My interest in Mycology and Tissue culture started long back which led me to collect few laboratory equipment like Petri dishes, test tubes, weighing equipment, measuring glasses and also chemicals like Hydrogen Peroxide, Agar-agar and Potassium Permanganate. One equipment I wanted most but beyond my reach was a Laminar Flow Hood.
A Laminar Flow Hood provides a small sterile work area, where you can carry out all your culture works without the risk of contamination, simply by flowing completely purified air at a specified rate. However, the cost of the simplest form of the equipment is very prohibitive... the one with the very lowest specifications costs more than one thousand US Dollars... large corporations, universities, and research institutions can afford this but individual hobbyists like me can not.
The alternative...? Construct your own equipment...
There are two main types of Laminar Flow Hoods : Horizontal Airflow and Vertical Airflow. In a horizontal type, the purified air is blown from the back and moves towards the front of the working area. In a vertical type, the air is blown from the top over the working area and moves out through the base
I have carried out extensive study and came out with a design for constructing a Horizontal type Laminar Flow Hood, making use of a vacuum cleaner for the blower and press board / Plexiglas for the hood body thus reducing the cost considerably.
This Instructable will provide you step-by-step instructions on how to build your own portable Laminar Flow Hood without any compromise on standard specifications.
Step 1: Vacuum Cleaner as Blower for a Flow Hood...?
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Are Vacuum Cleaners Suitable for Laminar Flow Hoods as blowers...?
I have used Euroclean Star model vacuum cleaner to be used as blower in the flow hood. Let us check out the facts for its suitability for quality and effectiveness for being used in a flow hood.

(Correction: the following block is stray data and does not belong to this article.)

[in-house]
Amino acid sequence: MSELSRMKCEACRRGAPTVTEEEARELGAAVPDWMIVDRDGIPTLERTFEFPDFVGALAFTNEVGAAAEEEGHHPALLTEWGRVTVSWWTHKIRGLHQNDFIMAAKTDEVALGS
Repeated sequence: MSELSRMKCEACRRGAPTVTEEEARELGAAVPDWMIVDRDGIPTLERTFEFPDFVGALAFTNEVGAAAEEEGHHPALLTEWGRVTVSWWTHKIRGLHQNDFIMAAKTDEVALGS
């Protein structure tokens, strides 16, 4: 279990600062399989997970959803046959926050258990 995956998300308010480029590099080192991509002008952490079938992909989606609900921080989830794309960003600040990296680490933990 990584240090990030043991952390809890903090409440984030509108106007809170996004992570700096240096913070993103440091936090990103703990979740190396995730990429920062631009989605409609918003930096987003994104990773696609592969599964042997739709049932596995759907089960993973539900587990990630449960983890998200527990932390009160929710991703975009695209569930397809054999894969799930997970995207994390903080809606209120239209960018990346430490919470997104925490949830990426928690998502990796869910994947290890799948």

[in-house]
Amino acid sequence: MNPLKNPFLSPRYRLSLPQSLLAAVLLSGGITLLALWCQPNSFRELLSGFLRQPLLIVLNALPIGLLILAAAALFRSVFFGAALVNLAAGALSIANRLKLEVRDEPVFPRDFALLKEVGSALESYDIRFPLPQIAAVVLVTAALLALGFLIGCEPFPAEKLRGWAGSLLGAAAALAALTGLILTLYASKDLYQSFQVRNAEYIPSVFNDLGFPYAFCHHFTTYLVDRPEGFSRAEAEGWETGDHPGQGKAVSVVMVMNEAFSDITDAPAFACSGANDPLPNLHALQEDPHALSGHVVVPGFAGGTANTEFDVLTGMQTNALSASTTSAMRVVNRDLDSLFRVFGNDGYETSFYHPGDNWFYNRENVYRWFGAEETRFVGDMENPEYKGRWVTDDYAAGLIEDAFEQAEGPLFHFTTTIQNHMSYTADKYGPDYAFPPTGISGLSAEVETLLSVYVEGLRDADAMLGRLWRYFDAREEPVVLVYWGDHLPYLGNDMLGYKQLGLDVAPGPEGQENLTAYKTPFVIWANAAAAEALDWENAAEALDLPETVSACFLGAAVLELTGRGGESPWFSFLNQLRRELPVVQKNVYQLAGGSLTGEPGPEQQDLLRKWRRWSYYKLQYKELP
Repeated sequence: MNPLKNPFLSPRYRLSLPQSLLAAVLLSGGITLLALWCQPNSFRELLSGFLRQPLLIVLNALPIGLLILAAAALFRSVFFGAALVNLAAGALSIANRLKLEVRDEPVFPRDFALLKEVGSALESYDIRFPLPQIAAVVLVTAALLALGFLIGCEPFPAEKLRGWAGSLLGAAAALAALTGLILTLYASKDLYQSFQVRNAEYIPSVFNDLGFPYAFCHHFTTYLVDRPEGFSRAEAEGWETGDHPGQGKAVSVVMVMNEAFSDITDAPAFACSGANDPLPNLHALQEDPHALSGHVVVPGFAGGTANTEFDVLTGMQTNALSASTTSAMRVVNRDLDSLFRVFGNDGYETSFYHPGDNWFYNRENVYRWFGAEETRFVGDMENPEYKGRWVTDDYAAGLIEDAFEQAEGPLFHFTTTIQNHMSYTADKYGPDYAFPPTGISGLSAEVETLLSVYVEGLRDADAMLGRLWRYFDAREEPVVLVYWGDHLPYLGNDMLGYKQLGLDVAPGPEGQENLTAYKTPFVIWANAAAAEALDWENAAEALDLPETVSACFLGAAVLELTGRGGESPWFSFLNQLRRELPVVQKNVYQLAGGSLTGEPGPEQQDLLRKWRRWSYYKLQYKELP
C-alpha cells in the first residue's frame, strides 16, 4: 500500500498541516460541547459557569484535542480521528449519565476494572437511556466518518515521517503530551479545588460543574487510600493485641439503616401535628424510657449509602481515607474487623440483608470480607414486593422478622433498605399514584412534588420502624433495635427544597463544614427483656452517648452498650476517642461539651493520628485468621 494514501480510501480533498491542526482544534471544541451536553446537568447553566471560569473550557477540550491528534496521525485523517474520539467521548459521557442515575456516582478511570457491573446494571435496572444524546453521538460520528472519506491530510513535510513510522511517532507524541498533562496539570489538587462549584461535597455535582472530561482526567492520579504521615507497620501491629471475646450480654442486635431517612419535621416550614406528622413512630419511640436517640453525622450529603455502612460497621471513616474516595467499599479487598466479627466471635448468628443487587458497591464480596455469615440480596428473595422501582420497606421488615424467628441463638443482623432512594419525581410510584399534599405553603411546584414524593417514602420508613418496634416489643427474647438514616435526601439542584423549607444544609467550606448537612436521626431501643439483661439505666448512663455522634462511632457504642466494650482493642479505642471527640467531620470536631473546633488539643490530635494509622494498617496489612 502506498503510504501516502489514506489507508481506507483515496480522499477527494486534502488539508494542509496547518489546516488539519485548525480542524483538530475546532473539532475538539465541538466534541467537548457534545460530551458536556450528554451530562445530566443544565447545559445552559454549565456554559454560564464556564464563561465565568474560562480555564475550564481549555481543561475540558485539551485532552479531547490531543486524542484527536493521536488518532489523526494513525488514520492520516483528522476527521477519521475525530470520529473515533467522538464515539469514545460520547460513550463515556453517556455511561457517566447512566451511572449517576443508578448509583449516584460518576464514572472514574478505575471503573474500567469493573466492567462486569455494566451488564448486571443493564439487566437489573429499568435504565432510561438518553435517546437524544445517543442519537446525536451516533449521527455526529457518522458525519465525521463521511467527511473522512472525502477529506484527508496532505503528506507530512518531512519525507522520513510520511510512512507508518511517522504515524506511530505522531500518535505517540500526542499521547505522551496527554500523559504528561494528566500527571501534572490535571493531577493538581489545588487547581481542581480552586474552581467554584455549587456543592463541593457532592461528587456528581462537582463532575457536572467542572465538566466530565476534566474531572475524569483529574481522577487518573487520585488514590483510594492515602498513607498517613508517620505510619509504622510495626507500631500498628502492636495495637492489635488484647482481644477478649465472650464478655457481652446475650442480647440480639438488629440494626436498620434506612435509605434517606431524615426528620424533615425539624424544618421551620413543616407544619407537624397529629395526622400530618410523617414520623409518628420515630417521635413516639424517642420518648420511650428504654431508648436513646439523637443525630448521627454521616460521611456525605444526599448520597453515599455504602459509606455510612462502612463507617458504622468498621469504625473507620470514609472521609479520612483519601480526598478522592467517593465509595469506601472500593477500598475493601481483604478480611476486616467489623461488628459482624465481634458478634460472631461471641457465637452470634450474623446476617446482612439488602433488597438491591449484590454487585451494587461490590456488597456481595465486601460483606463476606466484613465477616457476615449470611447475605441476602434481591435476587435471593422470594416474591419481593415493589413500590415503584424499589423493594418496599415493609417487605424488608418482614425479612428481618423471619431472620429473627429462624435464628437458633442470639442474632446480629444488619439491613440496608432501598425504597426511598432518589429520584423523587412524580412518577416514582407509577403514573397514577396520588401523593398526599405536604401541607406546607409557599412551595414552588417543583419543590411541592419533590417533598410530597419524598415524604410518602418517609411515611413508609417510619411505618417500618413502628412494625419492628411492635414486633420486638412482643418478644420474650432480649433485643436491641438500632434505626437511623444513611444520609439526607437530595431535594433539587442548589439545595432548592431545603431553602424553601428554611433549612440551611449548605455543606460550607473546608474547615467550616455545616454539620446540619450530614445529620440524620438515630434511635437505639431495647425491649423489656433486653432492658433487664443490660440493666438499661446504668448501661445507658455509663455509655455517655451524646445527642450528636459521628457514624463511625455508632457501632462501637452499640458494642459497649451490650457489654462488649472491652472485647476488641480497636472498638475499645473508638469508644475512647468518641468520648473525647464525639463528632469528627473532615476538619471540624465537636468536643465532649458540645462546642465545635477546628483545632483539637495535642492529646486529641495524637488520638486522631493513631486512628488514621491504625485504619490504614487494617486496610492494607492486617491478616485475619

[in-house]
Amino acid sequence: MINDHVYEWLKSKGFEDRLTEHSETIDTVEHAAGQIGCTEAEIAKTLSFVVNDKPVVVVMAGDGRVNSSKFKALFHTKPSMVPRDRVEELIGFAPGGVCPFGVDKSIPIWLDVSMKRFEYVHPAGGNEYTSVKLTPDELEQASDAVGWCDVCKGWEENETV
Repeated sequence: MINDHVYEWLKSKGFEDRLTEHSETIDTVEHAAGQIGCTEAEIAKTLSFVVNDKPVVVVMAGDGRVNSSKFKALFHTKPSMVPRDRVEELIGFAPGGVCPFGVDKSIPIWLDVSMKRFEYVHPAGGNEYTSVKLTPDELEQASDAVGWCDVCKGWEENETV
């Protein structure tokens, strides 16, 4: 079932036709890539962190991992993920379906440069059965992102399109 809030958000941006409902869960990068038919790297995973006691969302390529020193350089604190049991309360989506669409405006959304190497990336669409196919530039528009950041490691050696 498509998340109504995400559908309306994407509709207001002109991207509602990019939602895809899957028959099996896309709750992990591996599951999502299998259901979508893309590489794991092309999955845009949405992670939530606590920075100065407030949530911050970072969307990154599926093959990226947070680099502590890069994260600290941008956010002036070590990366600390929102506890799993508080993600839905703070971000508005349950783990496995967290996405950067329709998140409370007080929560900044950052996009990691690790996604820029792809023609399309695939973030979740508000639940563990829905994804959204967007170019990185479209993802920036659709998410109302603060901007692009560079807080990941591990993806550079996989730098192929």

The model I used consists of unique five stage filtration process and the air coming out after filtration is pure and fresh...
The first stage involves the incoming air to pass through a special particle, anti-microbial, biocide treated paper filter which has been treated for protection against bacteria, fungus and yeast. This paper bag is replaceable and can be used for up to five times. However, for better results, we can use fresh bag whenever we use the laminar flow hood. This air then passes through a cloth bag, which filters out any particle which escapes through the paper bag. This bag can be removed, cleaned and then placed again in position. The next three stages involve the air to pass through specially designed built-in electric filters with carbon which blows out completely pure fresh air.
I have removed the outer-most filter and provided a cheaper version of High Efficiency Particulate Air (HEPA) filter between the air chamber and the work area. I have also added a pre-filter to remove any heavier particles before the air is sucked into the vacuum cleaner.
Work area provided by the blower
Laminar flow hoods are designed to provide an air-flow of about 0.5 meters per second in the working area. The blower efficiency of the model I have used is 20 liters per second, that is 0.020 cubic meters per second including all filters. I have removed the outer most filter from the outlet for connecting the outlet pipe, and used the HEPA filter instead.